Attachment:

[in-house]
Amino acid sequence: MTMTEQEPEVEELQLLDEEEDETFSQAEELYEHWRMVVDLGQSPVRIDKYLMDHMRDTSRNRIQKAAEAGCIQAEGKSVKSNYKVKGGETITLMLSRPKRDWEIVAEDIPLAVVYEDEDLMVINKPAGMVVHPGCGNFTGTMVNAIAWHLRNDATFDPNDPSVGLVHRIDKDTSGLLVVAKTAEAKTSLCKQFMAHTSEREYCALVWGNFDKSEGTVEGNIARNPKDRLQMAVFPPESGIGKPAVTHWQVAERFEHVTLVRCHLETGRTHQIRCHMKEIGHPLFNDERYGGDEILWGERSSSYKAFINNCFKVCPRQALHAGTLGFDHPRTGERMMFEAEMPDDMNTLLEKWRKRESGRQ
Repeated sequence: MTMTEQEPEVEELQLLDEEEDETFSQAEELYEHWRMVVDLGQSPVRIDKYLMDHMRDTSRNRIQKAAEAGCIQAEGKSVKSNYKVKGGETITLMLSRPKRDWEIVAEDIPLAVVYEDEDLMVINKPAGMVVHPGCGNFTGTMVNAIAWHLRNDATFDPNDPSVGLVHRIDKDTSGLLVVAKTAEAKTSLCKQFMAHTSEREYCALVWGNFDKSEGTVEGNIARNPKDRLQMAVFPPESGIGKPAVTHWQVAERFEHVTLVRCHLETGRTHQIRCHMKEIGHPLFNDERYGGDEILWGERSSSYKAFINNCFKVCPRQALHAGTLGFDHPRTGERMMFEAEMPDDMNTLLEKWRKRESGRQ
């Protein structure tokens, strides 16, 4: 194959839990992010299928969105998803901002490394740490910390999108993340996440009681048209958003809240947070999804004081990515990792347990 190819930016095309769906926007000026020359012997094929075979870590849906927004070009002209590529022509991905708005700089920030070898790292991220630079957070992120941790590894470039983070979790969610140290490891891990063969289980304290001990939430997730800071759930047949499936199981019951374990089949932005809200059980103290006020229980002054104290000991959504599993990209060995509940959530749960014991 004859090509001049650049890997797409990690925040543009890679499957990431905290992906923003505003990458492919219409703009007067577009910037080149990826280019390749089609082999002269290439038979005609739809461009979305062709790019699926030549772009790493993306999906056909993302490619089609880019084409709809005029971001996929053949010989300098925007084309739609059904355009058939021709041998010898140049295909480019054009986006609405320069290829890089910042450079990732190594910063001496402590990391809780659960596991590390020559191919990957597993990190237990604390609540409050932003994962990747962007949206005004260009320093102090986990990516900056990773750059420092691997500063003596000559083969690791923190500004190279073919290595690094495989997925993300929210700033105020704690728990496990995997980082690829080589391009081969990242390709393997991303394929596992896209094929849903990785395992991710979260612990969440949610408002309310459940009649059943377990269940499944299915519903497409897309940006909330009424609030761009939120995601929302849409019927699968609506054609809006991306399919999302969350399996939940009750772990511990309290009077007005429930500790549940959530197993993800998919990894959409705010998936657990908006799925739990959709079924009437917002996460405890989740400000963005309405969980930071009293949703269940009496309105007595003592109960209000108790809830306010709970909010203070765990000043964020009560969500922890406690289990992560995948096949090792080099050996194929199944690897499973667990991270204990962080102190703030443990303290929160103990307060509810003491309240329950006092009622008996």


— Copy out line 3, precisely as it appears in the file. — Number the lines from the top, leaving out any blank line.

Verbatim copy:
Repeated sequence: MTMTEQEPEVEELQLLDEEEDETFSQAEELYEHWRMVVDLGQSPVRIDKYLMDHMRDTSRNRIQKAAEAGCIQAEGKSVKSNYKVKGGETITLMLSRPKRDWEIVAEDIPLAVVYEDEDLMVINKPAGMVVHPGCGNFTGTMVNAIAWHLRNDATFDPNDPSVGLVHRIDKDTSGLLVVAKTAEAKTSLCKQFMAHTSEREYCALVWGNFDKSEGTVEGNIARNPKDRLQMAVFPPESGIGKPAVTHWQVAERFEHVTLVRCHLETGRTHQIRCHMKEIGHPLFNDERYGGDEILWGERSSSYKAFINNCFKVCPRQALHAGTLGFDHPRTGERMMFEAEMPDDMNTLLEKWRKRESGRQ